Let's take evolution as another example. That has been changed a good deal, but Darwin and Wallace's insight remains intact, because it is also predictive. I am about to start reading Shubin's Your Inner Fish. Shubin and Co looked at the fossil record and worked out precisely what a the transitional animal between fish and land dwellers would have looked with, when it would have lived, and what type and age of rock such a fossil would have been found in - they found precisely what they predicted they would find in Tiktaalik roseae. No religious insight has ever been able to do anything of a similar nature. That is the difference.

Furthermore, it must be pointed out that those French scientists changed their minds in the face of the evidence. It is what scientists should do - change their minds when they are wrong. Nor do they threaten people who do not believe them with punishment (in an afterlife or otherwise).

Being wrong is a major part of science. I also seem to recall you arguing on the basis that the current hypotheses about string theory and the multiverse were correct. Now, I don't know much about field theory, but I do know that one of the problems with string theory is that is cannot, currently, be tested. It may or may not be correct. Also, in respect of sub-atomic and quantum physics - the whole point in building the collider is to find out if current hypotheses are correct. If they don't find the Higgs Boson they will have to go back to the drawing board, and they are well aware of it.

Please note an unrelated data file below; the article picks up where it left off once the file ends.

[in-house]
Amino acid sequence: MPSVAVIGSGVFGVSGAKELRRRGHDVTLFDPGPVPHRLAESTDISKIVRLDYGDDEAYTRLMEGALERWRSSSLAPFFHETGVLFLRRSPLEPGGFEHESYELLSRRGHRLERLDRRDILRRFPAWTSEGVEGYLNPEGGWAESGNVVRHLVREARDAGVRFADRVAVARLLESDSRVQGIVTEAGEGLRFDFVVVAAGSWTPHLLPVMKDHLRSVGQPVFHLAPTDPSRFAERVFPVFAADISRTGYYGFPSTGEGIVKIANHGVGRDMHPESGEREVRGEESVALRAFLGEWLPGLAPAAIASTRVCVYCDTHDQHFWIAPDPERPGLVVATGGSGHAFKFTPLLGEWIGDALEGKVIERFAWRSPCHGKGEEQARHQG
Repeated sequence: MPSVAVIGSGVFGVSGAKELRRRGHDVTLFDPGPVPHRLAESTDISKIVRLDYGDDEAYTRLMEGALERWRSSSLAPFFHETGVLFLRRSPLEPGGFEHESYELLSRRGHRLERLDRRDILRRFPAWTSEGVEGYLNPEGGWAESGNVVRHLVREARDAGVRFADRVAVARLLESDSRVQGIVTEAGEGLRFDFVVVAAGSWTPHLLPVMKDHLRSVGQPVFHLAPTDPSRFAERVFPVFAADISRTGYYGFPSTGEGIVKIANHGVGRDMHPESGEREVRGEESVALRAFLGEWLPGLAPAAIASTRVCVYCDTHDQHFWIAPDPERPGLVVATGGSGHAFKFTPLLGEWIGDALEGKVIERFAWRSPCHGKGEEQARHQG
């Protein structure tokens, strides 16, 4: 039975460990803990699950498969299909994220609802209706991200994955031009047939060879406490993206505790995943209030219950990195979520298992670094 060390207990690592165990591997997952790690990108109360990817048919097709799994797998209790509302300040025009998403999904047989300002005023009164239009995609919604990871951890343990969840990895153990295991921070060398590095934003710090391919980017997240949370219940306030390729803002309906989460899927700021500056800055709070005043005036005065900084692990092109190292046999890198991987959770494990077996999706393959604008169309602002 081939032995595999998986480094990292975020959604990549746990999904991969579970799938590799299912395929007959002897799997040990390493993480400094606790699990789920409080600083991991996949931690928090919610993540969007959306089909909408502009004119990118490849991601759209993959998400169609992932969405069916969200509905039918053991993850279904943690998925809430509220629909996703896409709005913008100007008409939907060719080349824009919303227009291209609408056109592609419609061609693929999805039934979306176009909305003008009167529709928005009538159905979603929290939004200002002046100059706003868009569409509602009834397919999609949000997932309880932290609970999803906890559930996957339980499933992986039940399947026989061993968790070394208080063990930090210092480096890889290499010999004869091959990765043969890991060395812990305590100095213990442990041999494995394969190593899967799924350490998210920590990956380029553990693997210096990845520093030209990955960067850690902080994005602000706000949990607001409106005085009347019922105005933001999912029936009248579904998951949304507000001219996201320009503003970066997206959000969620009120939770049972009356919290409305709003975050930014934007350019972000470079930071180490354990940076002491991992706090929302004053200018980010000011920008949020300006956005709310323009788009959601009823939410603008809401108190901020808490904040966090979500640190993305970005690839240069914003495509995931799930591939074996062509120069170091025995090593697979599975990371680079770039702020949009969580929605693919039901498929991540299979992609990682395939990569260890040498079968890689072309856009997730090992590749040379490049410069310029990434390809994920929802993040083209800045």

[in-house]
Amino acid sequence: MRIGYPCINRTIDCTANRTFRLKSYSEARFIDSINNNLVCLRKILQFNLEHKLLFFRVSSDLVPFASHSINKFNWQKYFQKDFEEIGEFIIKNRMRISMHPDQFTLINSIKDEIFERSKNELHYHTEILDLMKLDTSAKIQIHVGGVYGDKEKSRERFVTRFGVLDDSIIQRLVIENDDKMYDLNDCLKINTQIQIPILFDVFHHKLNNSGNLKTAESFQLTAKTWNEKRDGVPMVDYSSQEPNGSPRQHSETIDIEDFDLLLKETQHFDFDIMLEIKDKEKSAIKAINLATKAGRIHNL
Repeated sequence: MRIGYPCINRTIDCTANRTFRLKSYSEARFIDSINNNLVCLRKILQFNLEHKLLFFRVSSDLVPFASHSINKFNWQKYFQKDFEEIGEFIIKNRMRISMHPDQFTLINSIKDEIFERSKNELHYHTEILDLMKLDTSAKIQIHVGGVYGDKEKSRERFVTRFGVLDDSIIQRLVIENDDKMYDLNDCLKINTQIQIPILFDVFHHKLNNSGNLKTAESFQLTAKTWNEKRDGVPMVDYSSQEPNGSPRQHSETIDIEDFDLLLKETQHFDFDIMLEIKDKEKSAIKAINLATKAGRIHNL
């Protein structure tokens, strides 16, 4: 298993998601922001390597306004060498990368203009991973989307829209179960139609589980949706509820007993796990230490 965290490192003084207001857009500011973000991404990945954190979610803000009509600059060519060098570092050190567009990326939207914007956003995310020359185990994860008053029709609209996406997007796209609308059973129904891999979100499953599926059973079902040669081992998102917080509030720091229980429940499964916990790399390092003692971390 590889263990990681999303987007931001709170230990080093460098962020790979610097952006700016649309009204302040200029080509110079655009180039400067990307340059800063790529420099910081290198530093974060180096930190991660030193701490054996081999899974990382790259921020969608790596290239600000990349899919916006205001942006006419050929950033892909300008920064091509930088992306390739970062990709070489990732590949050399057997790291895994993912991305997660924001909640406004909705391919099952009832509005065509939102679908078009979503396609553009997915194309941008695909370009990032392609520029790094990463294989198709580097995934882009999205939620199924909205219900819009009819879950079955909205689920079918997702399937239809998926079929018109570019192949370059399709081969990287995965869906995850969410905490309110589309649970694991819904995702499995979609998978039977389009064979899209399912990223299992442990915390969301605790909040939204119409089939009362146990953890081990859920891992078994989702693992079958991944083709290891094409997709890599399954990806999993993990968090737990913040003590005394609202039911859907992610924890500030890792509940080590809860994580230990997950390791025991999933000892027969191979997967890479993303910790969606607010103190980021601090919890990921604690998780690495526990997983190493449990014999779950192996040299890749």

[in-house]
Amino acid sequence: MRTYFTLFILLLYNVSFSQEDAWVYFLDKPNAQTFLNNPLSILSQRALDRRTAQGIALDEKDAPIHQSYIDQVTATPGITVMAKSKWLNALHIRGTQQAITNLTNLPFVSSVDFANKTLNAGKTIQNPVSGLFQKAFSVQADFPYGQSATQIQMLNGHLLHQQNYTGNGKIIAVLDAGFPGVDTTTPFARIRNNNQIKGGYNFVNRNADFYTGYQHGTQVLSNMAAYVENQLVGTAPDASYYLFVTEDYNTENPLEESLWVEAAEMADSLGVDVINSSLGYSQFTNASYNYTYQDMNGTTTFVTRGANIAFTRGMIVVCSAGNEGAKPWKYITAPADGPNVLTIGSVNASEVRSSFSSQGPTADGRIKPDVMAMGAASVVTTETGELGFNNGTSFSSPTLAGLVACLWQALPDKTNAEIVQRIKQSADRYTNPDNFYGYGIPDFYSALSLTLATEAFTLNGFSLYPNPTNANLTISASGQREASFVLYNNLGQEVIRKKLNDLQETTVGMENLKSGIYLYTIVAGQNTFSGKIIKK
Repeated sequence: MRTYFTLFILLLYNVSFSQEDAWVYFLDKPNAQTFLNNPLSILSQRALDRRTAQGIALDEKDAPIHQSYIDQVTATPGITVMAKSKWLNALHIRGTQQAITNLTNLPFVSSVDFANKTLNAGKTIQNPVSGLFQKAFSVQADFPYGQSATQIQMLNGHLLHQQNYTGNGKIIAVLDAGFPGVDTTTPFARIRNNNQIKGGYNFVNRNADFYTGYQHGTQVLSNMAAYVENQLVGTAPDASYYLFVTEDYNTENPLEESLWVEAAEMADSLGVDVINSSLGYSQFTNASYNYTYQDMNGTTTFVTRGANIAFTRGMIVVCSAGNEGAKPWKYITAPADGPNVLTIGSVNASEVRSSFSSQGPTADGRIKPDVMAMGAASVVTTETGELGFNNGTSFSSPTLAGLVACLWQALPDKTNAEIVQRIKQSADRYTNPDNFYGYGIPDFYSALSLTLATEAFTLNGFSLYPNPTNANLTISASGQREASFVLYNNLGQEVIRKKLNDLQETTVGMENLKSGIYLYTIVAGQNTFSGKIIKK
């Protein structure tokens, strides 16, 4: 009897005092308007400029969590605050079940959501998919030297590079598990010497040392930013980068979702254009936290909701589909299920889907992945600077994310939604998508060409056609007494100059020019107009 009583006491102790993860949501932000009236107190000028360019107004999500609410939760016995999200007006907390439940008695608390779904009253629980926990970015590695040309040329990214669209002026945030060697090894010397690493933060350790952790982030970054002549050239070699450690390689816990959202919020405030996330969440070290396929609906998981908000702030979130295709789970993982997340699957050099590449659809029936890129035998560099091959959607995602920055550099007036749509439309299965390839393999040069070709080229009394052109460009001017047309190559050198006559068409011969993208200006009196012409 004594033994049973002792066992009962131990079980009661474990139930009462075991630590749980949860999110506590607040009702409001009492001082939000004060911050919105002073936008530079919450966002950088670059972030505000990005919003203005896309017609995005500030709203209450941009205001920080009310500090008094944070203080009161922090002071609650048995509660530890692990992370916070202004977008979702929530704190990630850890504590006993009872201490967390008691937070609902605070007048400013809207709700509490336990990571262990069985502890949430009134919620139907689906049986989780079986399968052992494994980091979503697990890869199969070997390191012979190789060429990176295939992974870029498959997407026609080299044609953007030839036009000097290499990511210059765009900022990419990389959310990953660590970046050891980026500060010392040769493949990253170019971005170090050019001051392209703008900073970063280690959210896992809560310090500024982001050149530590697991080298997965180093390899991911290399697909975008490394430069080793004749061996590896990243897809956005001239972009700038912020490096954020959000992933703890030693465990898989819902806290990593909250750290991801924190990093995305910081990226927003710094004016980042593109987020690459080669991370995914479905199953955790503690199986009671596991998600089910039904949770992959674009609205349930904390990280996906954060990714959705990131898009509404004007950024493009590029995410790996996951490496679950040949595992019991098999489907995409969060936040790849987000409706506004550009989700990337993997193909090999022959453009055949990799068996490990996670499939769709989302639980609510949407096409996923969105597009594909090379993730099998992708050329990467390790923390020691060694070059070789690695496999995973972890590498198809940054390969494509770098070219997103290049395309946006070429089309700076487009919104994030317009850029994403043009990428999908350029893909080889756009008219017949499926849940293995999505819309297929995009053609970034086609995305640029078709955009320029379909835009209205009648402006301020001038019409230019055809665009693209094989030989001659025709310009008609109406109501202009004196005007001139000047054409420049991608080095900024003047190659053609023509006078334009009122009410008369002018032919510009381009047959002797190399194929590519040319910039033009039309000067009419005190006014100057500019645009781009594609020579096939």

Have you ever heard of a religious organisation actually conducting experiments to find out if they are right or wrong? Observation, as you are well aware, is only the first part of the scientific method, and the hypothesis is the second - but your example does not go on to a collection of evidence, repeatable experimentation or testing. It ain't science.

And engineering, as you very well know, is mainly based on the consequences of scientific theory. There would be no DNA testing without the work of the scientists who worked on genetic theory, and discovered DNA and its structure. I have high respect for engineers, but you push this argument too far.





Gosh, to me a conspiracy in this context is where elected officials lie to everyone to achieve a hidden agenda. The point about Roswell is the USAF admitted to a 50 year cover up, not what actually happened there. They lied about it for 50 years for god's sake.